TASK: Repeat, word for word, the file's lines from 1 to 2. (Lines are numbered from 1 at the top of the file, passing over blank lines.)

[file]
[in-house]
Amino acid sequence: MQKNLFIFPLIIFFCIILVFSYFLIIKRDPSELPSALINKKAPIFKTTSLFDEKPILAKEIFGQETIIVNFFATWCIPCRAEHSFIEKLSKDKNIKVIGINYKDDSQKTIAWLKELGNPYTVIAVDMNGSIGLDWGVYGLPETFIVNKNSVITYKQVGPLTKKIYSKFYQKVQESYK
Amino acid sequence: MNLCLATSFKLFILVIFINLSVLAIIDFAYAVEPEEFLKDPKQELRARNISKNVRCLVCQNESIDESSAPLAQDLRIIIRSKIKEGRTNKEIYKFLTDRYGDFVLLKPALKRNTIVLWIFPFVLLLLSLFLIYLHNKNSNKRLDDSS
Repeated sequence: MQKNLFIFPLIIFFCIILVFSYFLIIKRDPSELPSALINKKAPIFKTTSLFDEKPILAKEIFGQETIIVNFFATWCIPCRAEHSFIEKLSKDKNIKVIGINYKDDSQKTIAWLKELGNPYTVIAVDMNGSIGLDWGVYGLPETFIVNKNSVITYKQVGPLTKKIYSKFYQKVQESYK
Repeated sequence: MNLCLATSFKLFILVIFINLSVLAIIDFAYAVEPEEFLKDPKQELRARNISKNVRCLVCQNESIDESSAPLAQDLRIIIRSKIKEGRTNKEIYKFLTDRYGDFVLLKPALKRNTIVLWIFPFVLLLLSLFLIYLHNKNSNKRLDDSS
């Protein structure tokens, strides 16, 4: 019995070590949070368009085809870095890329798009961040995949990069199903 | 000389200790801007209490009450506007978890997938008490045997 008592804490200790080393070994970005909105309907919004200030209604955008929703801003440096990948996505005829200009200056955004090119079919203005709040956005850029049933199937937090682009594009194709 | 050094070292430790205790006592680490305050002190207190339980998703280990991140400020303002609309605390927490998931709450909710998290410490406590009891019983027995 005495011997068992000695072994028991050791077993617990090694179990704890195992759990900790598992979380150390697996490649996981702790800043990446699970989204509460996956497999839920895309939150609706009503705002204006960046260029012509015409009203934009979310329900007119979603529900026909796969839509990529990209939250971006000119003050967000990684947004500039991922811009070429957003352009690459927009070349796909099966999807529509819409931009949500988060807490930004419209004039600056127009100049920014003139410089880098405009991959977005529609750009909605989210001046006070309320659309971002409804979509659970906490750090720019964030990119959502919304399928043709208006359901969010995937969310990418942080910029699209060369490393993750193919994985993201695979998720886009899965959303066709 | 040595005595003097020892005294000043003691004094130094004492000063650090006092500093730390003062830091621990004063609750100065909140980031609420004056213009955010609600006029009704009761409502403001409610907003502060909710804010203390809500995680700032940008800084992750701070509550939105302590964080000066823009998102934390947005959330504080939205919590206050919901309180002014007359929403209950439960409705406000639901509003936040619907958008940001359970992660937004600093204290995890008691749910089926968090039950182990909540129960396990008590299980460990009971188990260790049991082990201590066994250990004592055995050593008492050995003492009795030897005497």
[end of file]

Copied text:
[in-house]
Amino acid sequence: MQKNLFIFPLIIFFCIILVFSYFLIIKRDPSELPSALINKKAPIFKTTSLFDEKPILAKEIFGQETIIVNFFATWCIPCRAEHSFIEKLSKDKNIKVIGINYKDDSQKTIAWLKELGNPYTVIAVDMNGSIGLDWGVYGLPETFIVNKNSVITYKQVGPLTKKIYSKFYQKVQESYK